• “We are not are not allowed to wear short things or anything too tight,” said Fatima, the student in Tehran. “Some of my friends have been arrested because their manto [a coat covering arms and hips] is too short or for wearing too much makeup. One woman was arrested because her scarf fell off. I don’t want to wear the hijab, but the problem is if I don’t wear it then I would be arrested and I would go to jail. I think one day all the women who don’t want to wear the scarf should take it off, what would the police be able to do?”

Human rights

    • Pegah Nikraftar, a humanitarian aid worker in Zahedan: “I want equal rights between men and women in all situations including at work, in the family, in marriage and in the law. I want to have the right to wear what I want to wear and to live in the way that I want to live.”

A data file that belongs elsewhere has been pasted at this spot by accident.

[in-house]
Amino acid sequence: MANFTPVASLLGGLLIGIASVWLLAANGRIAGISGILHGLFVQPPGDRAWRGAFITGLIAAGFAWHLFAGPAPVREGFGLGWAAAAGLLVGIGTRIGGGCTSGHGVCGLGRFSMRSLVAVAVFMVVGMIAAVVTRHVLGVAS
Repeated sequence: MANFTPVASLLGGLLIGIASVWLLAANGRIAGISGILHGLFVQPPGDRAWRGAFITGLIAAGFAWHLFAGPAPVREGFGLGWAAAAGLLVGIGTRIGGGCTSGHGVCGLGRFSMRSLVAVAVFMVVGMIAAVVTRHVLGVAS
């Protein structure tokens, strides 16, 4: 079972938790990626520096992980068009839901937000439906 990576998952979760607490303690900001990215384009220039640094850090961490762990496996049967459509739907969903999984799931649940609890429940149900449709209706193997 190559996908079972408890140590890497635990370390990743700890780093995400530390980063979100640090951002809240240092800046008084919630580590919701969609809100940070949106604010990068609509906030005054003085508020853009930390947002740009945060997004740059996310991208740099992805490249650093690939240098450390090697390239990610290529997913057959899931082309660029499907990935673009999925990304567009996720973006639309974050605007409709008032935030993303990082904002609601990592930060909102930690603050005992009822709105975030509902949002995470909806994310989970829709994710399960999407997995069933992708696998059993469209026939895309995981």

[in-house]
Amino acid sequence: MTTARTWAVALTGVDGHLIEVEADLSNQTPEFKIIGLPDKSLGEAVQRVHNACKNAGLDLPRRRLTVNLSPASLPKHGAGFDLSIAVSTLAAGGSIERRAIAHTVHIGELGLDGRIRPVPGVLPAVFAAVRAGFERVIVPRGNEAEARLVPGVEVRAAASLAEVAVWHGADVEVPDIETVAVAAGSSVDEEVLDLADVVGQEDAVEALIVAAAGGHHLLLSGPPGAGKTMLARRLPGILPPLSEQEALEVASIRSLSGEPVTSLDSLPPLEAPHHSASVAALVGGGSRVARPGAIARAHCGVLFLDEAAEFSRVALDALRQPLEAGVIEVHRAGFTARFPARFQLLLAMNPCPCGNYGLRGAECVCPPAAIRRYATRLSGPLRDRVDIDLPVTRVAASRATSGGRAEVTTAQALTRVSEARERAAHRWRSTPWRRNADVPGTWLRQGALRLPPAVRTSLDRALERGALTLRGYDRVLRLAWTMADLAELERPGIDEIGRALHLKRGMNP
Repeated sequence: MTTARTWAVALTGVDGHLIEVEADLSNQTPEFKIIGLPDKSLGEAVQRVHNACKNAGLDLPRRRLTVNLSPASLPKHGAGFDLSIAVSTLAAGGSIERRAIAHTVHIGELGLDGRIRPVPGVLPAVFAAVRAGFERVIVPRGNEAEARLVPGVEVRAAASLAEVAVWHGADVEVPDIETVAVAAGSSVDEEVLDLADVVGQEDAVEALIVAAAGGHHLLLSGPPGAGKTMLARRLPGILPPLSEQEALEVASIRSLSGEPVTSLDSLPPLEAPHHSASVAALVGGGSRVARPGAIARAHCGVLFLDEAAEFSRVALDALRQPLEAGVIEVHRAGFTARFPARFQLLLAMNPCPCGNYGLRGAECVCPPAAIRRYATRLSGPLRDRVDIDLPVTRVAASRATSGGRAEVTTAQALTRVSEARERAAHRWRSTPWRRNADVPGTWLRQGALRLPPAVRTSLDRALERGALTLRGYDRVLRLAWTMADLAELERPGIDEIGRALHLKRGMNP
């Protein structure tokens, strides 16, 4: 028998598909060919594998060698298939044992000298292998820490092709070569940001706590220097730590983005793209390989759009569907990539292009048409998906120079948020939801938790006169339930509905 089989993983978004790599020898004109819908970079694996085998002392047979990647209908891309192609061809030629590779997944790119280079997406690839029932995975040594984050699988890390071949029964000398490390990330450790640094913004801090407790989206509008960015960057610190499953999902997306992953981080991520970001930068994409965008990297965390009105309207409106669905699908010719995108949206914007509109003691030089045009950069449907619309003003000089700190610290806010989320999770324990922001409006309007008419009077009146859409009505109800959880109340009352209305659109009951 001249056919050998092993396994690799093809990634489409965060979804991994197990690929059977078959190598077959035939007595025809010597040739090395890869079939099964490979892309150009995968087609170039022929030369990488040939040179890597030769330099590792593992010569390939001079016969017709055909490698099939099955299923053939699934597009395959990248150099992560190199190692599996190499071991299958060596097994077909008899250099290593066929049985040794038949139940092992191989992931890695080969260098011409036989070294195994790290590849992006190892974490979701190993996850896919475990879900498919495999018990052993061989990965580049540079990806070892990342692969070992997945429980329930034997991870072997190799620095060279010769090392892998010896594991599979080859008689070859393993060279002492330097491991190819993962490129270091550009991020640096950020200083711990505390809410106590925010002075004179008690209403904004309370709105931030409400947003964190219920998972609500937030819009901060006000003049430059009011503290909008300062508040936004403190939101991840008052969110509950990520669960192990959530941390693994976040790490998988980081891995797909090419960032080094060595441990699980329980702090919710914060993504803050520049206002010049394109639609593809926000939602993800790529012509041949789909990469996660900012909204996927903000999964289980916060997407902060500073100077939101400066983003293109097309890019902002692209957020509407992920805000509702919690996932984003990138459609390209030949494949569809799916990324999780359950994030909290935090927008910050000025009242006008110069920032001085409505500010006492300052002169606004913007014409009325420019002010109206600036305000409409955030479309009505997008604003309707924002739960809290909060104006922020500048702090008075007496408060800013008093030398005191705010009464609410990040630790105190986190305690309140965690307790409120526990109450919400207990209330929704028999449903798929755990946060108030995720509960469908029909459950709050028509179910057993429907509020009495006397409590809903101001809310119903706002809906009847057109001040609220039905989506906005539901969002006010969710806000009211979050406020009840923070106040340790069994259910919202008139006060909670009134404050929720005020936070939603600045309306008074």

• Mandana Jahandideh, the Baluch surgeon: “The problem is here most women don’t know that they have rights. I tell women to educate their daughters and to not let them get married young. I say to women to be strong and to work hard and that you can be everything you want to be, you can change the world. You can be the best.”
    • Fatima, the student in Tehran: “I want there to more female members in Parliament. I saw that the English prime minister is a woman, and I thought, why don’t we have a female leader? I want women to be leaders. One day, if I have a girl I would let her be more free.”

Johanna Higgs is from Perth, Australia. She is working on her Ph.D. in cultural anthropology from La Trobe University in Melbourne and is the director of Project MonMa, a nonprofit group focused on improving women’s lives. She has an undergraduate degree in anthropology and politics from James Cook University in Queensland, and a master’s degree in international development from Deakin University in Victoria. She speaks English and Spanish.